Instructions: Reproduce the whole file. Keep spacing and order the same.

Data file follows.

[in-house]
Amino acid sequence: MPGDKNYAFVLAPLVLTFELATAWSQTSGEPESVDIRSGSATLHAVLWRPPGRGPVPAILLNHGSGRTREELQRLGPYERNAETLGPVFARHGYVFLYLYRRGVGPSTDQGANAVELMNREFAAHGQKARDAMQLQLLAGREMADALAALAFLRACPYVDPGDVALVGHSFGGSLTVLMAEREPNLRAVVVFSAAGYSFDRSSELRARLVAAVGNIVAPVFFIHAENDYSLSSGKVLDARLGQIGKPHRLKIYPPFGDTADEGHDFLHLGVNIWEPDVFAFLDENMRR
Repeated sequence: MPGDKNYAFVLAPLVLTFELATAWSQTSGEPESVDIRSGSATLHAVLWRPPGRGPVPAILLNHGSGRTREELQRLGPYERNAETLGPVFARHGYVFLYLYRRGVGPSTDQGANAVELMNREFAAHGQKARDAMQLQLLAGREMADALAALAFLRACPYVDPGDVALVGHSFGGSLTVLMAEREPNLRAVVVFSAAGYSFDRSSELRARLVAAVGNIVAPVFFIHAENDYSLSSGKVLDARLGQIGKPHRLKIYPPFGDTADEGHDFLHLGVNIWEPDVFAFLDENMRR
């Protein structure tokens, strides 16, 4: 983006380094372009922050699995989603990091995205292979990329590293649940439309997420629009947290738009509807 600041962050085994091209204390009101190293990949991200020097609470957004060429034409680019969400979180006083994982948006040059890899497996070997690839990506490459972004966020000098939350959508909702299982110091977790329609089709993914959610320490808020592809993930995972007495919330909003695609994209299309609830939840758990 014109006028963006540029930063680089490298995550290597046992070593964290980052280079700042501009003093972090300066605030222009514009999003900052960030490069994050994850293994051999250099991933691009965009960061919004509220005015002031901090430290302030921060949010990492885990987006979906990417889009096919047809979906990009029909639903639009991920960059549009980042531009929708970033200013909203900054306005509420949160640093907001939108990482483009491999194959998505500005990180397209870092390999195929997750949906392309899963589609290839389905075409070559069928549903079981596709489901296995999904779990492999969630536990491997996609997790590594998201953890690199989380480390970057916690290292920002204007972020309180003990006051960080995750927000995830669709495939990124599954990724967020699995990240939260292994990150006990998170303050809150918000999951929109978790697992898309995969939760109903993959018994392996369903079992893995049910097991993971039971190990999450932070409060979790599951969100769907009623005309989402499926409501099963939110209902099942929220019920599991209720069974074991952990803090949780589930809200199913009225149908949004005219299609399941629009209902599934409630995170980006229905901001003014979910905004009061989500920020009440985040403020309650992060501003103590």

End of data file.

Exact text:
[in-house]
Amino acid sequence: MPGDKNYAFVLAPLVLTFELATAWSQTSGEPESVDIRSGSATLHAVLWRPPGRGPVPAILLNHGSGRTREELQRLGPYERNAETLGPVFARHGYVFLYLYRRGVGPSTDQGANAVELMNREFAAHGQKARDAMQLQLLAGREMADALAALAFLRACPYVDPGDVALVGHSFGGSLTVLMAEREPNLRAVVVFSAAGYSFDRSSELRARLVAAVGNIVAPVFFIHAENDYSLSSGKVLDARLGQIGKPHRLKIYPPFGDTADEGHDFLHLGVNIWEPDVFAFLDENMRR
Repeated sequence: MPGDKNYAFVLAPLVLTFELATAWSQTSGEPESVDIRSGSATLHAVLWRPPGRGPVPAILLNHGSGRTREELQRLGPYERNAETLGPVFARHGYVFLYLYRRGVGPSTDQGANAVELMNREFAAHGQKARDAMQLQLLAGREMADALAALAFLRACPYVDPGDVALVGHSFGGSLTVLMAEREPNLRAVVVFSAAGYSFDRSSELRARLVAAVGNIVAPVFFIHAENDYSLSSGKVLDARLGQIGKPHRLKIYPPFGDTADEGHDFLHLGVNIWEPDVFAFLDENMRR
């Protein structure tokens, strides 16, 4: 983006380094372009922050699995989603990091995205292979990329590293649940439309997420629009947290738009509807 600041962050085994091209204390009101190293990949991200020097609470957004060429034409680019969400979180006083994982948006040059890899497996070997690839990506490459972004966020000098939350959508909702299982110091977790329609089709993914959610320490808020592809993930995972007495919330909003695609994209299309609830939840758990 014109006028963006540029930063680089490298995550290597046992070593964290980052280079700042501009003093972090300066605030222009514009999003900052960030490069994050994850293994051999250099991933691009965009960061919004509220005015002031901090430290302030921060949010990492885990987006979906990417889009096919047809979906990009029909639903639009991920960059549009980042531009929708970033200013909203900054306005509420949160640093907001939108990482483009491999194959998505500005990180397209870092390999195929997750949906392309899963589609290839389905075409070559069928549903079981596709489901296995999904779990492999969630536990491997996609997790590594998201953890690199989380480390970057916690290292920002204007972020309180003990006051960080995750927000995830669709495939990124599954990724967020699995990240939260292994990150006990998170303050809150918000999951929109978790697992898309995969939760109903993959018994392996369903079992893995049910097991993971039971190990999450932070409060979790599951969100769907009623005309989402499926409501099963939110209902099942929220019920599991209720069974074991952990803090949780589930809200199913009225149908949004005219299609399941629009209902599934409630995170980006229905901001003014979910905004009061989500920020009440985040403020309650992060501003103590």